In unrelated news, we had a couple of those wretched parenting moments this week. First off, there is Morrigan - on the cusp of middle school and all the drama and awkwardness that awaits. She was tearful tonight and feeling as if she has no friends. Does she? You know, I'm not really sure. She's always operated in her own "Morrigan World" and seemed so happy there. Only just now she's realized that maybe she wants some others to come along. You know, I did what I could. I told her about how her Mom was unable to find a senior prom date and had to import her best friend's brother from college to escort me (true story.) How, even now, I am really and truly, her highness queen of the dorks. And how my life has turned out pretty awesome in spite of it all. She didn't buy it, in spite of its factual accuracy, and I know I have so little control over the roller coaster that is waiting for us. Help me sweet baby Jesus.

Then there is E. One day this week I, smartly, recognized that we were getting exactly nowhere at homeschool and we needed a break. Off to the gym it was, where I ran into the wife of one of Tim's co-workers. We got to talking about Eion, the homeschooling, the complete ADD the child has. I told her how  I was loathe to medicate him. She responded by recommending I take a second look at meds. For her son, she said, they put it off so long. But when they did add medical intervention, HE was so much happier.


I has always eschewed drugs because I assumed they were for my, and society as a whole's, benefit. Meds were to keep these out of control little effers tolerable, right? I had never, not once, thought that they would make Eion's life better. And you know, they might.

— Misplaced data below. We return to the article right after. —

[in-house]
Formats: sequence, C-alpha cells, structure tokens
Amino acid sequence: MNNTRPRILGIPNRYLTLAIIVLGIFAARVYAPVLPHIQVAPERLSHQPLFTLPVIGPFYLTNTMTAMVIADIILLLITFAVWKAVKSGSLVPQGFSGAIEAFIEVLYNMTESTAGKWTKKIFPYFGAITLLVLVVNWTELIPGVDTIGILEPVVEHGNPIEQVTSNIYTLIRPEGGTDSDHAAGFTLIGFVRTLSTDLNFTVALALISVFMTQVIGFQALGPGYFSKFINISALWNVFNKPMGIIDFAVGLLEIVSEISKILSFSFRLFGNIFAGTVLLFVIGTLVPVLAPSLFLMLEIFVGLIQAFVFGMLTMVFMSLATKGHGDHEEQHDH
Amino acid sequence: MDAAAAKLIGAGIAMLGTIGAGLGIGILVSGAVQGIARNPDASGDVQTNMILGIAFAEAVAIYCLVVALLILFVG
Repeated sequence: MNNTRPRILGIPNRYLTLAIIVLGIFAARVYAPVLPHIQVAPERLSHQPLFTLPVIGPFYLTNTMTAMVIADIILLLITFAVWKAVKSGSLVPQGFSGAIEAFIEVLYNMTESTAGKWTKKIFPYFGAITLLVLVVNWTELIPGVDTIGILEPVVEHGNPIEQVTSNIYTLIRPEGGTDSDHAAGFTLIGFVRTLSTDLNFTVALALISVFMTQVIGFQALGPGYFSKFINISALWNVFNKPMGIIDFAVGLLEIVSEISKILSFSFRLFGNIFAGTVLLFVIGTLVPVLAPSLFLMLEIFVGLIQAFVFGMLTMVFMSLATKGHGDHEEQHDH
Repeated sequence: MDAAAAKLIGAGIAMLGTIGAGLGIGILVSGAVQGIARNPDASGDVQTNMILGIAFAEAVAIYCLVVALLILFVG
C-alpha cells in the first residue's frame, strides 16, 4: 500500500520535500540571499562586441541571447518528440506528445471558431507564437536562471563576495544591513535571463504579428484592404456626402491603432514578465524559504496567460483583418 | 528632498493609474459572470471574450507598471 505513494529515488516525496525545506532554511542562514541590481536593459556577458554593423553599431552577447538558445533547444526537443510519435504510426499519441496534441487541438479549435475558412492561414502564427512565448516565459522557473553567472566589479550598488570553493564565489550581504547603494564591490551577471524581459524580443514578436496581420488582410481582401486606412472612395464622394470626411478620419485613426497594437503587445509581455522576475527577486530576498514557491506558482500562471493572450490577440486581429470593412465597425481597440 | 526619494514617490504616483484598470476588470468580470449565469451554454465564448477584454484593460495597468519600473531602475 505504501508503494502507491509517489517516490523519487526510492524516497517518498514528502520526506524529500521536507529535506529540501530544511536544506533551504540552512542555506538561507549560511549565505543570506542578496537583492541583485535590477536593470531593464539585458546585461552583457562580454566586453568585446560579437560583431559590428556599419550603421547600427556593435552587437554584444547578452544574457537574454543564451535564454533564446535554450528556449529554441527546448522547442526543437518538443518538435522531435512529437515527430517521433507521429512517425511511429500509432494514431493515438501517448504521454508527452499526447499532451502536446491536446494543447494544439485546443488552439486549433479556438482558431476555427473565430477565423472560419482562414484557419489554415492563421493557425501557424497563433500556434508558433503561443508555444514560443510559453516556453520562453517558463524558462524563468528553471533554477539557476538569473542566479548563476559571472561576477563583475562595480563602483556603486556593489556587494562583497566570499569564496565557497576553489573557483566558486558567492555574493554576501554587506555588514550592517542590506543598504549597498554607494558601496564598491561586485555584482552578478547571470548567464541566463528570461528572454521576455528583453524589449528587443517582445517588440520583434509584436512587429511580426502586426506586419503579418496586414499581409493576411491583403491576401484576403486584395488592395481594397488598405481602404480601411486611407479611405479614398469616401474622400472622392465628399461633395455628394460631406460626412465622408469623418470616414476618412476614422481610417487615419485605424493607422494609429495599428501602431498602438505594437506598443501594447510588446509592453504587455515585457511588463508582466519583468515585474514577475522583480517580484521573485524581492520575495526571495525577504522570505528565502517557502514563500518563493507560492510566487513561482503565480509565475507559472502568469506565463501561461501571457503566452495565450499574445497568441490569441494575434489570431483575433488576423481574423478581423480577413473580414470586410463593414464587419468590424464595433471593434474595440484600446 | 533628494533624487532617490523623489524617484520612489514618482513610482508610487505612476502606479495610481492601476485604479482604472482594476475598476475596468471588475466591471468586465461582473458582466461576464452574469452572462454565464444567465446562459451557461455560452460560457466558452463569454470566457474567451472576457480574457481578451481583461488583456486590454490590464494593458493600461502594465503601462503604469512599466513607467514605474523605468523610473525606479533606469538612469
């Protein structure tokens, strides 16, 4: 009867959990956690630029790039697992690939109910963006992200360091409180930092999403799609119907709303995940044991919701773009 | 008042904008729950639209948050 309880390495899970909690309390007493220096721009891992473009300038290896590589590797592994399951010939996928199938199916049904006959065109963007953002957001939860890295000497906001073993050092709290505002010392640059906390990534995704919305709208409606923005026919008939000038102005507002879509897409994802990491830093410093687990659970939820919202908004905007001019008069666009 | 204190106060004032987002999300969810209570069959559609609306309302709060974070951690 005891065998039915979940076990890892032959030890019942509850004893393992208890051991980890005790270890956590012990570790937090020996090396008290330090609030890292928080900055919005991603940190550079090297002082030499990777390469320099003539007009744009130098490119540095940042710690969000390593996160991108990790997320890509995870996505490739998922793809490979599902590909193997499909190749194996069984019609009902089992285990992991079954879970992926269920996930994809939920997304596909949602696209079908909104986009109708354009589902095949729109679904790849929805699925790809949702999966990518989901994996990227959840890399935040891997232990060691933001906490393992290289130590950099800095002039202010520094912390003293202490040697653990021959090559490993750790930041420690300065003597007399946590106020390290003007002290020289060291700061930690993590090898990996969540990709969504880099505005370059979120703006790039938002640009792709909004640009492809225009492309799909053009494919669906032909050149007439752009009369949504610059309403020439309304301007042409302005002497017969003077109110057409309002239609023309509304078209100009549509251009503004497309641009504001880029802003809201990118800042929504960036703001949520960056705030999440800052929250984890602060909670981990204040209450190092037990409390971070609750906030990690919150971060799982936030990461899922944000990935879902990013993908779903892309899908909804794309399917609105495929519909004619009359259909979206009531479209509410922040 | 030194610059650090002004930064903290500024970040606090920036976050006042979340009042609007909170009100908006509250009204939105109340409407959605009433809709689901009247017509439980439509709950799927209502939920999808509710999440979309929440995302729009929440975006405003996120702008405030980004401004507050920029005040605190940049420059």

Would he be happier if when he was supposed to get dressed, he was able to stay on track and do so, rather than end up half-clad and playing with legos, only to get yelled at for not getting dressed in the generous amount of time offered? Would he be able to spend more time doing other things if he could read more than one line at a time without his mind wandering?

I don't know.

We have an appointment to talk with our Pediatrician. They gave me a form to fill out that, based on some very honest answers, paints a very ADD picture. It was almost comical, albeit in a heartbreaking way, how stereotypically he seemed to fit the diagnosis. 

Will we medicate, something I said, and believed, we would never do? Wish I could tell you. Whatever we do, I hope we get it right for the little guy.

And so there we are.

Saturday, February 4, 2012

Chinese New Year or Surprise Success at the Taubman

For a few days, I had the weirdest illness. Just a cough. It was kind of a nagging gross one with texture (I know you wanted to know that) but I otherwise felt just dandy. Then, over the course of Friday afternoon, it morphed into the Worst Throat Pain Ever. Seriously. In my 40 years of existence, I have never had this type of pain. From my throat anyway. It hurt to eat. I, never one to miss a meal, decided dinner was too painful and skipped it.

So the next morning when Eion asked, "We're still going to the Chinese New Year aren't we?" How could I say no? [I was bolstered by an improved physical condition. Now it only hurt a bit when I swallowed.]

Our chances of success were looking slim. Maggie was absolutely being forced to go against her will. Morrigan was a decidedly half-hearted participant. Not to mention, she was at a sleepover the night before and had little to no sleep. But we pressed on. We were going to have some family fun dammit.

To the amazement of all involved, we did! They had at least 10 tables set up with different crafts and activities which the kids LOVED.

For entertainment, they had a virtually non-stop show of martial arts, a Chinese dragon, dancers, singers and musicians.

These dancers were too cute!

As the three hours we were there flew by (while we were in a two hour parking zone - big thanks to the parking enforcement for not feeling punitive today), we saw tons of friends, both mine and the kids'. And while there were lots of people there, The Public was not in attendance. How do I know? Only once in the entire time we were there did I think, "good lord you smell like a pack of smokes." It was lovely.